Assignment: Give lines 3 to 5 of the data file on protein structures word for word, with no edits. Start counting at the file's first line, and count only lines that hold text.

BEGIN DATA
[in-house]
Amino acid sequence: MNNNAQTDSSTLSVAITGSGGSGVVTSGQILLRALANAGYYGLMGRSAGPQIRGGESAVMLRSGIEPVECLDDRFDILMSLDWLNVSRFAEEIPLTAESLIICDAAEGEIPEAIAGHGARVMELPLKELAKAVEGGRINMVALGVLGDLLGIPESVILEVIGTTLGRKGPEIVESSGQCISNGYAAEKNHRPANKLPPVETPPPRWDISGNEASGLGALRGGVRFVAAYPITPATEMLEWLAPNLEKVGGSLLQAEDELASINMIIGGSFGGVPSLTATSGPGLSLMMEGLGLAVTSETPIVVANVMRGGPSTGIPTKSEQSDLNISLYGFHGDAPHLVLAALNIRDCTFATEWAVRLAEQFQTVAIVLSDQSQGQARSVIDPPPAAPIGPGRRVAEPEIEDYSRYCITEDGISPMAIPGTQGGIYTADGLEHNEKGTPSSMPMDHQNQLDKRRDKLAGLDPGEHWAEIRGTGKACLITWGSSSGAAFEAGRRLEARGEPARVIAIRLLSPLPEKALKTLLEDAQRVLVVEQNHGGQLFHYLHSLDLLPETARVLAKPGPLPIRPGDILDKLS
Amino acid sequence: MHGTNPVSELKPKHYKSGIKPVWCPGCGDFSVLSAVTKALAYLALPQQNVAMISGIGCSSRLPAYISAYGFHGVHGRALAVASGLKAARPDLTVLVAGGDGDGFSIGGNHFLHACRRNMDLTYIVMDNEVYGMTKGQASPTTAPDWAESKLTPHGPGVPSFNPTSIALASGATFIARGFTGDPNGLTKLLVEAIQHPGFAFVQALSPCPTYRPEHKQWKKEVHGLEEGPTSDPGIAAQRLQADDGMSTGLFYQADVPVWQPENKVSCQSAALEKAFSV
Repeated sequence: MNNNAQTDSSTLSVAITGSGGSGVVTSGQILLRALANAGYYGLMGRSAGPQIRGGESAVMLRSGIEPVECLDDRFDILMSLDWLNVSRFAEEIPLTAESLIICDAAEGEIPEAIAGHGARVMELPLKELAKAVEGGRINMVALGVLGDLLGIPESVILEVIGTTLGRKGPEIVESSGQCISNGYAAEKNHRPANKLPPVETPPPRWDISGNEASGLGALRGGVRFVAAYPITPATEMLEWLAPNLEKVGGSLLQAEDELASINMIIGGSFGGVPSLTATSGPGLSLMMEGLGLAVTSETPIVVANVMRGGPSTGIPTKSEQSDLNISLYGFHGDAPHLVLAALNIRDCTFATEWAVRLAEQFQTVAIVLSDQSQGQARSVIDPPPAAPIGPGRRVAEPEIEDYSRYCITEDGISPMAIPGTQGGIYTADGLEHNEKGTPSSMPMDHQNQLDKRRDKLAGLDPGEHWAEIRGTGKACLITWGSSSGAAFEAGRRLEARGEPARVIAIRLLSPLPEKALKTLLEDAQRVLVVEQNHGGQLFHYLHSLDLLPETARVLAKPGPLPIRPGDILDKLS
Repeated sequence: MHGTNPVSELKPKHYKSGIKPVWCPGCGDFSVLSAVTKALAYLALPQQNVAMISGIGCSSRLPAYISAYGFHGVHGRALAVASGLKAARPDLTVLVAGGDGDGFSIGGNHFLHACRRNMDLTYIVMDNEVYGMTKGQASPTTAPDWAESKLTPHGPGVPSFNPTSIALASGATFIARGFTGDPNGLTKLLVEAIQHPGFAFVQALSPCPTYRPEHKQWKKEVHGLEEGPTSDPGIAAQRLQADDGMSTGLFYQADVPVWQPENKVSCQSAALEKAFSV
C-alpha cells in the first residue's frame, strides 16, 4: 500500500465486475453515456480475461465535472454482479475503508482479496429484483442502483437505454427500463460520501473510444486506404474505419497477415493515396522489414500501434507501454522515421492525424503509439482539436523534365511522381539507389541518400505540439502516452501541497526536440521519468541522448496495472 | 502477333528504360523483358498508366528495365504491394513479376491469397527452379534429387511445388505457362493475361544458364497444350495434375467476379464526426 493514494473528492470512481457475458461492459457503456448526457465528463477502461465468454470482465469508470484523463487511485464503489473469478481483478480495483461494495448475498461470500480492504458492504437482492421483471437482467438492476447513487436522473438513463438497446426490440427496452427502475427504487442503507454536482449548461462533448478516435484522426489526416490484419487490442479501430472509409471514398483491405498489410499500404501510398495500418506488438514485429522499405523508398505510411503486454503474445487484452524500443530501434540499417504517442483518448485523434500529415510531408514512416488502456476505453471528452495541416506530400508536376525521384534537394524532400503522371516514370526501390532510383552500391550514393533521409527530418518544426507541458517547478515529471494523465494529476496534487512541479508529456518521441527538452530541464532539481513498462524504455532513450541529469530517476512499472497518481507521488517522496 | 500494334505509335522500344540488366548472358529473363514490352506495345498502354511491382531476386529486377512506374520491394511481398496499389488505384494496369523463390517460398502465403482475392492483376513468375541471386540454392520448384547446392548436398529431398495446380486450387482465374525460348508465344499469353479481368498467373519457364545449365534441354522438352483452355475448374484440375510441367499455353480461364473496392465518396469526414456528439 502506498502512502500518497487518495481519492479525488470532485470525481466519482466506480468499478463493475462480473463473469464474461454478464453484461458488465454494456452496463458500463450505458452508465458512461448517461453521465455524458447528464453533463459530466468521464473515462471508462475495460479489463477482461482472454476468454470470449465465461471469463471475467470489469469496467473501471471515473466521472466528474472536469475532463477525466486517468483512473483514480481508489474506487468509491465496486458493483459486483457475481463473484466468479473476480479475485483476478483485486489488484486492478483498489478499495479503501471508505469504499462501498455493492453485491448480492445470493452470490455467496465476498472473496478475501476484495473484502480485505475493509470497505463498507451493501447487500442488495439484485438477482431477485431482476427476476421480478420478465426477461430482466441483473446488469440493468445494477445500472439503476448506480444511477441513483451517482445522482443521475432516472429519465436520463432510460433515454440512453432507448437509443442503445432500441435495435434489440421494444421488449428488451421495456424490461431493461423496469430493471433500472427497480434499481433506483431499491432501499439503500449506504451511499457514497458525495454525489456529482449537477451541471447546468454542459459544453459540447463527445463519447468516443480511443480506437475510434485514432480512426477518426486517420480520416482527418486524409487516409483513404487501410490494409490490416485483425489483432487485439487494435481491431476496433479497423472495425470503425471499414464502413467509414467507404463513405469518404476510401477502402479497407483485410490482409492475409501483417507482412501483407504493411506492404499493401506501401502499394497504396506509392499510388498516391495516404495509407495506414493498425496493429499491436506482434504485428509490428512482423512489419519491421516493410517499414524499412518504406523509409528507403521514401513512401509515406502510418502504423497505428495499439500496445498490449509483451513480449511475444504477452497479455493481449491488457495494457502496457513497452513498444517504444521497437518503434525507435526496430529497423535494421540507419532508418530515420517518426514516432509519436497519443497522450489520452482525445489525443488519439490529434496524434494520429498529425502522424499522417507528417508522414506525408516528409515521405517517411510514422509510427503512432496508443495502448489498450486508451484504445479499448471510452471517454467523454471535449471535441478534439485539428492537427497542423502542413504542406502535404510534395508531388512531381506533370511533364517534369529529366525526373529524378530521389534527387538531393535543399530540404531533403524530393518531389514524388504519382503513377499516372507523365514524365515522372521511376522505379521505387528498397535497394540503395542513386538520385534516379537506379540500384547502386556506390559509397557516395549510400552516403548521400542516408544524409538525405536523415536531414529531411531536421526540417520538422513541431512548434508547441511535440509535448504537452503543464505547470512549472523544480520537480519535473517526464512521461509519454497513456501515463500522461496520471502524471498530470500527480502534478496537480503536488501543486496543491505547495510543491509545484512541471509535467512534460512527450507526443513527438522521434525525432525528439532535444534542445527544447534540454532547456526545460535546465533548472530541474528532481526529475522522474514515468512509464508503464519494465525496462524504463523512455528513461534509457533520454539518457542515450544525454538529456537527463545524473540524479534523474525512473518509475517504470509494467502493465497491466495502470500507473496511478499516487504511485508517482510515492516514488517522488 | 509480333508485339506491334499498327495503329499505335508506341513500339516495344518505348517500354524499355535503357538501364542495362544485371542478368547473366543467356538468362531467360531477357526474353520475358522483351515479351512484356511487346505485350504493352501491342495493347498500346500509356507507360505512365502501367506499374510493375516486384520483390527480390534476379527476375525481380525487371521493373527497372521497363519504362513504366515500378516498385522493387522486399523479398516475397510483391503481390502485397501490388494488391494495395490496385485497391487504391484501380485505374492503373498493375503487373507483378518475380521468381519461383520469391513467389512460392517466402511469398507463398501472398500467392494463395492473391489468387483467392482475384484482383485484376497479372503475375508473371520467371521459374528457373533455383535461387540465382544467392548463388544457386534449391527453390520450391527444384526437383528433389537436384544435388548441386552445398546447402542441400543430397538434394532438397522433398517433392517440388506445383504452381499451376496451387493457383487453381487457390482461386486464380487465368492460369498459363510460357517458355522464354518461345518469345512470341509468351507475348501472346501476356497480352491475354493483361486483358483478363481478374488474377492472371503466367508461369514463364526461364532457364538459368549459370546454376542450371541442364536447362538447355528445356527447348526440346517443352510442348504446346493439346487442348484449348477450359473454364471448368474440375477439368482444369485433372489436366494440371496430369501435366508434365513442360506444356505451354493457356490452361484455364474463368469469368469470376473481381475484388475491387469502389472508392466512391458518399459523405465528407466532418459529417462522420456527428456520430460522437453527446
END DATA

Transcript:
Amino acid sequence: MHGTNPVSELKPKHYKSGIKPVWCPGCGDFSVLSAVTKALAYLALPQQNVAMISGIGCSSRLPAYISAYGFHGVHGRALAVASGLKAARPDLTVLVAGGDGDGFSIGGNHFLHACRRNMDLTYIVMDNEVYGMTKGQASPTTAPDWAESKLTPHGPGVPSFNPTSIALASGATFIARGFTGDPNGLTKLLVEAIQHPGFAFVQALSPCPTYRPEHKQWKKEVHGLEEGPTSDPGIAAQRLQADDGMSTGLFYQADVPVWQPENKVSCQSAALEKAFSV
Repeated sequence: MNNNAQTDSSTLSVAITGSGGSGVVTSGQILLRALANAGYYGLMGRSAGPQIRGGESAVMLRSGIEPVECLDDRFDILMSLDWLNVSRFAEEIPLTAESLIICDAAEGEIPEAIAGHGARVMELPLKELAKAVEGGRINMVALGVLGDLLGIPESVILEVIGTTLGRKGPEIVESSGQCISNGYAAEKNHRPANKLPPVETPPPRWDISGNEASGLGALRGGVRFVAAYPITPATEMLEWLAPNLEKVGGSLLQAEDELASINMIIGGSFGGVPSLTATSGPGLSLMMEGLGLAVTSETPIVVANVMRGGPSTGIPTKSEQSDLNISLYGFHGDAPHLVLAALNIRDCTFATEWAVRLAEQFQTVAIVLSDQSQGQARSVIDPPPAAPIGPGRRVAEPEIEDYSRYCITEDGISPMAIPGTQGGIYTADGLEHNEKGTPSSMPMDHQNQLDKRRDKLAGLDPGEHWAEIRGTGKACLITWGSSSGAAFEAGRRLEARGEPARVIAIRLLSPLPEKALKTLLEDAQRVLVVEQNHGGQLFHYLHSLDLLPETARVLAKPGPLPIRPGDILDKLS
Repeated sequence: MHGTNPVSELKPKHYKSGIKPVWCPGCGDFSVLSAVTKALAYLALPQQNVAMISGIGCSSRLPAYISAYGFHGVHGRALAVASGLKAARPDLTVLVAGGDGDGFSIGGNHFLHACRRNMDLTYIVMDNEVYGMTKGQASPTTAPDWAESKLTPHGPGVPSFNPTSIALASGATFIARGFTGDPNGLTKLLVEAIQHPGFAFVQALSPCPTYRPEHKQWKKEVHGLEEGPTSDPGIAAQRLQADDGMSTGLFYQADVPVWQPENKVSCQSAALEKAFSV